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Frequently Asked Questions

What is VRF?

VRF is short for “Variable Refrigerant Flow”. It is a type of direct expansion (DX) multi-split system that incorporates a variable capacity compressor with a network of multiple indoor fan coil units. A VRF system increases efficiency by providing cooling or heating only to the individual zones where conditioning is required. Most VRF systems also employ a stand-alone controls and communications network.

How is a VRF system different from a conventional system?

A conventional system usually operates at a fixed speed. On days where the full capacity is not required, the system will turn off and on to maintain the space temperature. These systems will also have a single indoor unit connected to a network of ducts. A fan distributes air through the ducts and brings return air back to the central system. This is less efficient than a VRF system because it can only heat or cool the entire system; there can only be one set point. Also, the fan and duct losses of a conventional system can add an additional 30% to the total energy consumption.

What is a Heat Recovery or Simultaneous VRF system?

A heat recovery VRF system has the ability to cool one room (pull heat from one room) and distribute heat to another room. By doing this, the efficiency of the system is improved. While this is effective for some applications, there are also additional material and installation expenses associated with Heat Recovery. For many applications, the energy savings does not justify the additional installation costs. Instead, by using proper zoning and system design, a Heat Pump VRF system can be designed to provide comfort for all occupants.

How is the efficiency of VRF rated?

Prior to January 1, 2010, VRF systems were rated using the Integrated Part-Load Value (IPLV). This is the same method used to calculate part-load efficiency of chillers. However, after January 1, 2010, ASHRAE 1230 defined IEER as the standard rating for VRF systems.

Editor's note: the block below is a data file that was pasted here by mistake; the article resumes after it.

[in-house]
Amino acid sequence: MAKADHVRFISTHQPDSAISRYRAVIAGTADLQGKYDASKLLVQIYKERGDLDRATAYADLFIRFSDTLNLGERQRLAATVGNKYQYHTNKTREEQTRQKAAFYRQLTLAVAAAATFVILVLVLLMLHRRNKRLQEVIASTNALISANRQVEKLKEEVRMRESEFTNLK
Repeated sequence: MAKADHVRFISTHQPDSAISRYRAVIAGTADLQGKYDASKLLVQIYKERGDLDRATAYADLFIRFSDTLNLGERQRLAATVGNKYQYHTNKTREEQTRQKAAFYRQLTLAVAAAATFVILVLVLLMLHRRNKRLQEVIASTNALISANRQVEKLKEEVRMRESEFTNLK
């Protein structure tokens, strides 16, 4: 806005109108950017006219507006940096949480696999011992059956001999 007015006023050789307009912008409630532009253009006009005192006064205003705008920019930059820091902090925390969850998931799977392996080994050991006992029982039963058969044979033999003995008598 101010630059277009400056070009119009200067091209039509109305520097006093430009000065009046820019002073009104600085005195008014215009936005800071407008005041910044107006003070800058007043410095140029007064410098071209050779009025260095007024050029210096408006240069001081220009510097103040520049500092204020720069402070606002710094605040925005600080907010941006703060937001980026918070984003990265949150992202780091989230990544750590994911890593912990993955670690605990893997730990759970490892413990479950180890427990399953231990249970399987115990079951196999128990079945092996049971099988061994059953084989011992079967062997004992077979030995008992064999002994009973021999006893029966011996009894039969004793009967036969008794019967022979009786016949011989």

How is IEER Calculated?

The IEER rating requires that the unit efficiency be determined at 100%, 75%, 50% and 25% load (net capacity). These efficiency values are then weighted based on real world conditions with each efficiency given a weighted value using the following equation:

IEER = (0.020 · EER@100%) + (0.617 · EER@75%) + (0.238 · EER@50%) + (0.125 · EER@25%)

Because if improved part-load performance of VRF systems, IEER values should always be better than full load value of the system.

How is it possible for a VRF system to produce better part-load efficiency?

When a VRF system is operating at part-load capacity, the heat transfer across the indoor and outdoor coil is significantly improved. For example, if a 20 ton VRF system were operating at 50%, it would be delivering the performance of a 10 ton system. However, this “10 Ton System” would have the coil surface area of a 20 ton system. This drastically improves the efficiency of this system

What is the Heating Seasonal Performance Factor (HSPF)?

HSPF is the total heating output of a heat pump, including supplementary electric heat, necessary to achieve building heating requirements during its normal annual usage period. This is calculated by dividing heating by the total electric power consumed during the same period.

Does a VRF system require Traps and Sight Glasses?

Because of efficient oil management, a VRF system does not require any traps or sight glasses. Instead, most of the oil is collected in the oil separator, located immediately after the compressor. For the small amount of oil that makes its way into the system, a VRF system will go into “oil recovery” mode. During oil recovery, the compressor ramps up and pushes any lingering oil back to the accumulator where it can be returned to the compressor.

Can I deliver greater than 10 tons from a 10 ton system?

This is a common misconception. A VRF system often allows for a greater connected capacity than the condensing unit. This is beneficial for applications where there are multiple zones which have a large total capacity, but where every room will not call for heating/cooling at the same time. A VRF system can shift the load to the occupied rooms based on changes in demands. However, this system will never be able to provide more than the maximum total capacity of the outdoor unit.

Do VRF Systems qualify for LEED points?

Yes! Depending on the features which are installed, a VRF system can qualify for up to 40 LEED points.

Is VRF expensive?

A VRF system uses a combination of advanced electronics and precision mechanical components to deliver the highest efficiency possible.  As such, the initial cost for a VRF system tends to be more than most conventional systems. However, when you take into consideration the quality of the system, ease of installation and the reduced energy consumption (which represents 80% of the lifecycle cost of the equipment), a VRF system is almost always the most economical option.


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